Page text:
or is it called a neural network because it is "fancy"?
Machine neural networks are called such because they deliberately emulate the functioning of biological neural networks, in an attempt to find ways to solve problems that are not easily solvable by "traditional" signal or data processing means.
Is there a difference between a linear/nonlinear adaptive filter (chain) that approximates an unknown system and a "neural network" that does the same
There is certainly a difference in structure. A feature of both biological and machine neural networks is that they take a large number of inputs (different from a typical "filter"), convolve those inputs with some weighted taps (same as a typical "filter"), then run that result through a nonlinearity to get a "neuron fired, neuron not fired" result (way different from a typical filter).
If you wanted to implement a linear filter with machine neural networks, you'd typically end up with way more "neurons" than your filter would have taps. In biological systems that do this sort of thing (like the more-or-less wavelet processing that happens in your inner ears, before the information gets to the big squishy biological neural network between your ears) "linear filtering" is carried out by either specialized neurons, or other systems (mechanical in case of your ears, electrochemical in case of your eyes, etc.)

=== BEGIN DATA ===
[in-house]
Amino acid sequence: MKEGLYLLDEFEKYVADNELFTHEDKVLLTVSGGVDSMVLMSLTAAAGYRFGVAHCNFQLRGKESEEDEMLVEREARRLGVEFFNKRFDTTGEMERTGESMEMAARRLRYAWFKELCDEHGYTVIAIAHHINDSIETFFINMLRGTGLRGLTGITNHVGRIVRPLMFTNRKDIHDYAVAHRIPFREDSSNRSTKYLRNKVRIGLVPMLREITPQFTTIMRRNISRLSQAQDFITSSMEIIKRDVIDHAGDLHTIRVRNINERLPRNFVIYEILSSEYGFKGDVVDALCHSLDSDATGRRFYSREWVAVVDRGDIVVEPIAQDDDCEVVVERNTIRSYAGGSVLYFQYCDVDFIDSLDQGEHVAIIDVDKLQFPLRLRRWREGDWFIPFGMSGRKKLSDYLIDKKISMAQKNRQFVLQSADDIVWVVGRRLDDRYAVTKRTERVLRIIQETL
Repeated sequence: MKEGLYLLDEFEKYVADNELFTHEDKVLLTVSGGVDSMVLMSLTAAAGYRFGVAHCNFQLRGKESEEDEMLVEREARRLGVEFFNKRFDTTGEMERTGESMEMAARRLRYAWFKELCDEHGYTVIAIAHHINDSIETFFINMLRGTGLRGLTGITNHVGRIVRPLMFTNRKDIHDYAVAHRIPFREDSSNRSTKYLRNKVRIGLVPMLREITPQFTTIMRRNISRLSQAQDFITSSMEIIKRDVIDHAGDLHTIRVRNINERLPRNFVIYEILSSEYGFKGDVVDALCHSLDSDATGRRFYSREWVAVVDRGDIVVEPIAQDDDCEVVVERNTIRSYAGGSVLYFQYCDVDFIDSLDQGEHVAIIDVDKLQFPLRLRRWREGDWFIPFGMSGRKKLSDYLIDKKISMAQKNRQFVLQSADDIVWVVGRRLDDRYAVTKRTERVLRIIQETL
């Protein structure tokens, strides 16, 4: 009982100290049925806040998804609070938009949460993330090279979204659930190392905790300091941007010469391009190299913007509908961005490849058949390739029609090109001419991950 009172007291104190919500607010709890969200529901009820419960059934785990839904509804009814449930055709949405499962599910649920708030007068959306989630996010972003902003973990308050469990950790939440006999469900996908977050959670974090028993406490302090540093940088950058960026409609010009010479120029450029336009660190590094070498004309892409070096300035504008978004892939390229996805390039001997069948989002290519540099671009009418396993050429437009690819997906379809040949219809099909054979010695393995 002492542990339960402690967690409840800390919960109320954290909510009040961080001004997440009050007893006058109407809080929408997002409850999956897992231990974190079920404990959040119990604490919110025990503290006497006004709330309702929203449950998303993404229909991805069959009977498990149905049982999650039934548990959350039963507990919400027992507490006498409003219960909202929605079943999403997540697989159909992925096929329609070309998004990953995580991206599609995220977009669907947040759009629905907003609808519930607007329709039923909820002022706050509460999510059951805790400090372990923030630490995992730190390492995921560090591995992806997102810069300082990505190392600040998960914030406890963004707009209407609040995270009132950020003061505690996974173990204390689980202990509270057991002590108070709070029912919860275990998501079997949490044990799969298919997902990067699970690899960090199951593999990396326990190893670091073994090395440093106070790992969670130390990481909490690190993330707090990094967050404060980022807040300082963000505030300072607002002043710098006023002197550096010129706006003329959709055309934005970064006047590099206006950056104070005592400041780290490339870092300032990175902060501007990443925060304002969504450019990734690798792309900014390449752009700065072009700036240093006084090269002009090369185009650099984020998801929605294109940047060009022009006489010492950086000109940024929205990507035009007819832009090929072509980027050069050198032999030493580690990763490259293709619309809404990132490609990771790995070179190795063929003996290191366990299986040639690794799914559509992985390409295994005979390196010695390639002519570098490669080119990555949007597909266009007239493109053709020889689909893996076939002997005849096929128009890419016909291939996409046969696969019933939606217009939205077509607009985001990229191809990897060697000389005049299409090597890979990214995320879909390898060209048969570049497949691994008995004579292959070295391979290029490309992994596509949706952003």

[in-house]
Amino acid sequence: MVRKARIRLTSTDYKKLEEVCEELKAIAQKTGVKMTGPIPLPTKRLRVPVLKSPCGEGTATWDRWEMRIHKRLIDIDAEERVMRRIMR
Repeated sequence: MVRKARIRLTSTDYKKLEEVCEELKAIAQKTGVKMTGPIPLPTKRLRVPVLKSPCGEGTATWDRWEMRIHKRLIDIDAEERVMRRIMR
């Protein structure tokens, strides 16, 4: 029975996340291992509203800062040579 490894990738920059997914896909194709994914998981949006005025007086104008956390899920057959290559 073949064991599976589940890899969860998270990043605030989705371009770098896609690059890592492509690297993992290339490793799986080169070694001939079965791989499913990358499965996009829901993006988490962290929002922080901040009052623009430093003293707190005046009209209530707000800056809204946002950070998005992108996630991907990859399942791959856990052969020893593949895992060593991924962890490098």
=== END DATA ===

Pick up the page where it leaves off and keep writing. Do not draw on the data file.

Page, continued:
Is a neural network an adaptive filter?
That depends on the neural network. A machine neural network, by itself, does not adapt to changing stimuli. The typical machine neural network, as deployed, does not change the weightings or the activation functions -- those are determined during a training phase. Making a neural network that can learn involves adding specific features to the system, and training a neural network is a process that often has unexpected results, so it's not generally something that is allowed to happen unmanaged in the field.